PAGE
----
Dallas Cowboys

Concussions, elbow injury pushed ex-Cowboys DE Jeremy Mincey to pursue music

Former Cowboys DE Jeremy Mincey is pursuing his passion for music after his football playing days.
Former Cowboys DE Jeremy Mincey is pursuing his passion for music after his football playing days. rmallison@star-telegram.com

Jeremy Mincey became a fan favorite in his two seasons with the Dallas Cowboys.

He wasn’t afraid of the spotlight and led the team in sacks during the 2014 postseason run. But he had to undergo an elbow surgery after the 2015 season and it never fully recovered.

That elbow injury, coupled with a number of concussions, made it easy for Mincey to walk away from football after a decade in the league.

“It was just the right time,” Mincey said. “I didn’t want to be one of those guys to take that bad hit and lose everything that I had gained when I could’ve walked away and walked away with everything – health, mentality and everything else.

“I was satisfied with my career.”

Mincey finished his career with 26 sacks, spending time with the Jacksonville Jaguars (2007-13), Denver Broncos (2013) and the Cowboys (2014-15). He was part of the Broncos’ run to the Super Bowl in 2013.

Nowadays, Mincey is living in Jacksonville and working his way up in the music industry. He released a song, “Wine Ya Body,” in April and it has generated more than 100,000 YouTube views.

The Star-Telegram caught up with Mincey during a recent phone interview.

Isn’t it just a natural crossover for athletes to pursue music?

Man, as long as there are athletes, there is going to be music. And as long as there’s music, there’s going to be athletes. You can’t have one without the other. We just have to accept that.

But money and fame does not bring good business. You have to learn how to be a businessman. Sometimes I lost money for a lack of education. It’s a gamble, so you’ve got to learn how to gamble wisely.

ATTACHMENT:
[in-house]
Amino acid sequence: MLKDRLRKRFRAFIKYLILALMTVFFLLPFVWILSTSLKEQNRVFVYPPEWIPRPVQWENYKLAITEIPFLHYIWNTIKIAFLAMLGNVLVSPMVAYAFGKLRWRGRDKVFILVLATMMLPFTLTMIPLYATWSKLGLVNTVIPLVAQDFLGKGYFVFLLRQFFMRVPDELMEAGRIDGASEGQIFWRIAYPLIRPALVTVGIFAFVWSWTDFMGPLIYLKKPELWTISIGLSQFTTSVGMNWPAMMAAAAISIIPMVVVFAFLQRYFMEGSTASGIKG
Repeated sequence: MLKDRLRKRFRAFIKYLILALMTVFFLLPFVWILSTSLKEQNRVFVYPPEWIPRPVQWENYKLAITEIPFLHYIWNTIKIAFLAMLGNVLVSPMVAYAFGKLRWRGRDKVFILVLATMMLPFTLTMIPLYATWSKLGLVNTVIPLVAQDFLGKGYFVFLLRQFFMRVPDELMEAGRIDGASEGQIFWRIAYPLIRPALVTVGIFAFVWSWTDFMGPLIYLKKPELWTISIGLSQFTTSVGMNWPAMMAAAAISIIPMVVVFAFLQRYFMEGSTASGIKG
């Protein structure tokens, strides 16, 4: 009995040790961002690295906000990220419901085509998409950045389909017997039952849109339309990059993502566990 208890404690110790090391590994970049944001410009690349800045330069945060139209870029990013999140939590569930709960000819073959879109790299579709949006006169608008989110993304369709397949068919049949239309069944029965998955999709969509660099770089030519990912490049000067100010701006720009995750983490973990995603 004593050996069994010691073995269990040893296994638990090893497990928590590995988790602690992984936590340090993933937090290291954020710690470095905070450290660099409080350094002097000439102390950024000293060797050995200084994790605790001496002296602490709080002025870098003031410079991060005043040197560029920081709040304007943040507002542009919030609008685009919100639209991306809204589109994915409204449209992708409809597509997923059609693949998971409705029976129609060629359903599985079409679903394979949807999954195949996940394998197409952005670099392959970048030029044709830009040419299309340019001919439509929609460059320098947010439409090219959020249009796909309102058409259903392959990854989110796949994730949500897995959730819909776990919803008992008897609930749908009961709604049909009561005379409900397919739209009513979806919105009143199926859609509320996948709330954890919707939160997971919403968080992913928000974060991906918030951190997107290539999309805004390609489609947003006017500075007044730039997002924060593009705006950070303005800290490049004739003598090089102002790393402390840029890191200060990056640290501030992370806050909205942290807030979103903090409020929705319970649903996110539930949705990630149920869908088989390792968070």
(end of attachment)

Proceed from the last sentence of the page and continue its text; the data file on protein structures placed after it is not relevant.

How’s the music career going?

It’s been great, man. I’ve been landing a whole lot of major distribution deals. I dropped the album, “Just Work,” right when I retired from the Cowboys. I used myself as a guinea pig to try and open up the gates to the music industry and it worked. I started touring, hitting different cities and my following is bigger than I had when I was in the NFL.

What’s the story behind the lyrics for ‘Wine Ya Body?’

I don’t know. I was just going through my archives – I acquired a lot of music when I was in the NFL and paid money for a lot of different beats – and I heard this beat when I was going through my catalog. It was a pop-ish, reggae-ish song that I really liked. Then I started saying, ‘Wine Ya Body, Wine Ya Body,’ and it fit good. So I just went with it.

Have you heard Cole Beasley’s album?

Of course. The guy Cole Beasley is working with, I introduced them and told him how talented Cole was. He’s making good music, so I’ve got to give a shout out to him.

Does being in the music industry make the transition out of football easier?

I mean, it’s never easy doing something for 20 years and then it’s just over. It was tough at first, but I started to find my role, find my niche in the music industry.

The Cowboys continued their annual tradition of giving away early Thanksgiving meals on Monday. Video by Drew Davison.

Do you still stay in touch with some guys, coaches?

Definitely. Rod Marinelli and I stay in touch all the time. I still speak to my coaches, a few of my ex-teammates. I know a lot of guys are busy, but we still find time to catch up. But me and Rod definitely have stayed in touch. Rod was a special guy before I got to Dallas. I always had a different type of respect for him, he was always like a sensei from what I heard about from other players. So we had a great relationship and still do.

The Cowboys defense allowed the Packers to convert 7-of-14 third downs in the 28-7 loss in Green Bay (video by Mac Engel/Star-Telegram).

Finally, are you active in anything outside the music industry?

The music, for me, is full time, but I do a lot of philanthropy down here [in Jacksonville] too. We host a lot of events, we had this thing down here called ‘Boss Week’ where we teach young kids to become ‘bosses,’ and the different ways to become ‘bosses.’

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